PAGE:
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Obama says Americans aren't better off under his watch

October 03, 2011|By Michael A. Memoli
  • President Obama is interviewed by ABC's George Stephanopoulos in the Blue Room of the White House on Monday.
President Obama is interviewed by ABC's George Stephanopoulos in… ( )

President Obama says he's "absolutely" the underdog in his bid for reelection, embracing the findings of a new survey that shows most Americans expect he'll be a one-term president.

Among the factors Obama said are weighing on his campaign is his own concession that the economy has not sufficiently recovered.

"I don't think [Americans are] better off than they were four years ago," Obama told ABC's George Stephanopoulos in an interview Monday. "What we've seen is that we've been able to make steady progress. ... But the unemployment rate is still way too high."

Obama offered the candid assessment, immediately seized upon by Republicans, to make a pitch for his jobs program.

"It's so critical for us to make sure that we are taking every action that we can take to put people back to work," he said.

The new poll, conducted by Langer Research Associates for ABC News and the Washington Post, showed that just 37% of respondents expected that Obama would win a second term, and 55% expected a  Republican to win.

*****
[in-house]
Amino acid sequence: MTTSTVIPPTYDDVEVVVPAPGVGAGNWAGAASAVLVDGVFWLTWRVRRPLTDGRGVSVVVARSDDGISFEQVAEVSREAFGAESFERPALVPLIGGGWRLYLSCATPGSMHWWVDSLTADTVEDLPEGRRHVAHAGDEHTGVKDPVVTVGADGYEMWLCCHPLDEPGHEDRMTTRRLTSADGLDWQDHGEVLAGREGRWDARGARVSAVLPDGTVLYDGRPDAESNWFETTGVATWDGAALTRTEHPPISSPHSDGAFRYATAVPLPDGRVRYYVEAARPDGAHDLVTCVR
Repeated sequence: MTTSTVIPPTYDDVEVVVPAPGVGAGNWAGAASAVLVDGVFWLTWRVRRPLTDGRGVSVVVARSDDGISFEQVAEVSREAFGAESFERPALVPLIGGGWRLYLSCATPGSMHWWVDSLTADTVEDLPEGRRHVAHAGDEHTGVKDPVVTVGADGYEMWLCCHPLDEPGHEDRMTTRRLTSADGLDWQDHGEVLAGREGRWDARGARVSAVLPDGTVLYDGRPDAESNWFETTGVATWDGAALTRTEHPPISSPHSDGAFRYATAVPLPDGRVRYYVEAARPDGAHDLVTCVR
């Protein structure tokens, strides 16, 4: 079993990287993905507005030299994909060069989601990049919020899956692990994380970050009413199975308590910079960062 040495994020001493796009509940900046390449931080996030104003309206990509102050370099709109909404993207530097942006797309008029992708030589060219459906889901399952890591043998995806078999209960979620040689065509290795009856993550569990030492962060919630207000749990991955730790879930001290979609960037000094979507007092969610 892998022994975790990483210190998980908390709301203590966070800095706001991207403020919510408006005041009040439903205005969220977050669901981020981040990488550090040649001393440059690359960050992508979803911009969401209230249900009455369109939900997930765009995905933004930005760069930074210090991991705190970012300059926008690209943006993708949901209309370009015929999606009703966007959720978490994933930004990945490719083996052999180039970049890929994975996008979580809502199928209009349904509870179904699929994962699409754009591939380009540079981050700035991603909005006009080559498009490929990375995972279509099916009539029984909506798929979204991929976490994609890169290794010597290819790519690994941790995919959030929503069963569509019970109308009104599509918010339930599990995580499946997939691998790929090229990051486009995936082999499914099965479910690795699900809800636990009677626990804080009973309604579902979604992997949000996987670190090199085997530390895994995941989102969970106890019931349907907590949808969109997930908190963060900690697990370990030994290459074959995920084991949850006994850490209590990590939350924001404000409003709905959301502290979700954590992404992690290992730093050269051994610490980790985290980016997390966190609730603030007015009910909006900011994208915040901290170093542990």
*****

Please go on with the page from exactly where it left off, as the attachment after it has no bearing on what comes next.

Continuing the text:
"Absolutely," Obama said when asked whether he's the underdog. "I don't mind. I'm used to being an underdog."

The president said, as he has in the past, that voters would ultimately make a decision based on "who's got a vision for the future that can actually help ordinary families recapture that American dream."

"Nobody is going to deny that we're not where we need to be, that the economy is not producing enough jobs that pay well and give people a leg up on life. And so the question is, what's most likely to get there?" he said.

"There are going to be some folks who make the argument that if you just slash spending, eliminate regulations that prevent us from polluting our air or polluting our water or, you know, we bust labor unions, that that in and of itself is going to restore the American dream. I don't think most Americans believe that," he said.

The poll finds Republican voters were more optimistic about recapturing the White House than Democrats were about holding it; 83% of Republicans expected their candidate to win, and just 58% of Democrats expected Obama to win.

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